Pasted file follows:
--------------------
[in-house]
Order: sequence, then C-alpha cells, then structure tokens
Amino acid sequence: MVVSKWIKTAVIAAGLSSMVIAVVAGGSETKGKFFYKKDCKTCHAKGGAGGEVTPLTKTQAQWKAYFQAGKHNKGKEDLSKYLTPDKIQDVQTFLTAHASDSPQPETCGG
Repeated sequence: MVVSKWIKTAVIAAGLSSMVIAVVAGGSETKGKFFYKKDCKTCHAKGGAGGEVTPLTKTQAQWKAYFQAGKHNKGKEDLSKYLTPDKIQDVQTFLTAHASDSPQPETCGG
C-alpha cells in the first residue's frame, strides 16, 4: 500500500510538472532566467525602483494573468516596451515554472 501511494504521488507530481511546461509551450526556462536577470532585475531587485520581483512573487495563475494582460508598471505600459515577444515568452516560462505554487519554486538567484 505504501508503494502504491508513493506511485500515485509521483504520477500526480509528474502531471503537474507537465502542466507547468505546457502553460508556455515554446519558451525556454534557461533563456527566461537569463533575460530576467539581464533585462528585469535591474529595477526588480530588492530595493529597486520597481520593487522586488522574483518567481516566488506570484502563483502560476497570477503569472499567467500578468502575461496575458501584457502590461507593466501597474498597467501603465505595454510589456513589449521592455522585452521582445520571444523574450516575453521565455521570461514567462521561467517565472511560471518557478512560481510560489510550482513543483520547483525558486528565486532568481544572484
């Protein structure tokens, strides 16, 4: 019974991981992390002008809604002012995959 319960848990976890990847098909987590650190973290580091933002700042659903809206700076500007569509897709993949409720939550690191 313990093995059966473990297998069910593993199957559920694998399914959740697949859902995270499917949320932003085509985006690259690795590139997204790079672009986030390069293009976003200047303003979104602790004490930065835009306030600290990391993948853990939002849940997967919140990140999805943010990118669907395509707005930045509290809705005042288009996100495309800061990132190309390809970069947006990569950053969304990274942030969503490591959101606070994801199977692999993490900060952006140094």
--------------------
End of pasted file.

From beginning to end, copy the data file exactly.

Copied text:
[in-house]
Order: sequence, then C-alpha cells, then structure tokens
Amino acid sequence: MVVSKWIKTAVIAAGLSSMVIAVVAGGSETKGKFFYKKDCKTCHAKGGAGGEVTPLTKTQAQWKAYFQAGKHNKGKEDLSKYLTPDKIQDVQTFLTAHASDSPQPETCGG
Repeated sequence: MVVSKWIKTAVIAAGLSSMVIAVVAGGSETKGKFFYKKDCKTCHAKGGAGGEVTPLTKTQAQWKAYFQAGKHNKGKEDLSKYLTPDKIQDVQTFLTAHASDSPQPETCGG
C-alpha cells in the first residue's frame, strides 16, 4: 500500500510538472532566467525602483494573468516596451515554472 501511494504521488507530481511546461509551450526556462536577470532585475531587485520581483512573487495563475494582460508598471505600459515577444515568452516560462505554487519554486538567484 505504501508503494502504491508513493506511485500515485509521483504520477500526480509528474502531471503537474507537465502542466507547468505546457502553460508556455515554446519558451525556454534557461533563456527566461537569463533575460530576467539581464533585462528585469535591474529595477526588480530588492530595493529597486520597481520593487522586488522574483518567481516566488506570484502563483502560476497570477503569472499567467500578468502575461496575458501584457502590461507593466501597474498597467501603465505595454510589456513589449521592455522585452521582445520571444523574450516575453521565455521570461514567462521561467517565472511560471518557478512560481510560489510550482513543483520547483525558486528565486532568481544572484
């Protein structure tokens, strides 16, 4: 019974991981992390002008809604002012995959 319960848990976890990847098909987590650190973290580091933002700042659903809206700076500007569509897709993949409720939550690191 313990093995059966473990297998069910593993199957559920694998399914959740697949859902995270499917949320932003085509985006690259690795590139997204790079672009986030390069293009976003200047303003979104602790004490930065835009306030600290990391993948853990939002849940997967919140990140999805943010990118669907395509707005930045509290809705005042288009996100495309800061990132190309390809970069947006990569950053969304990274942030969503490591959101606070994801199977692999993490900060952006140094």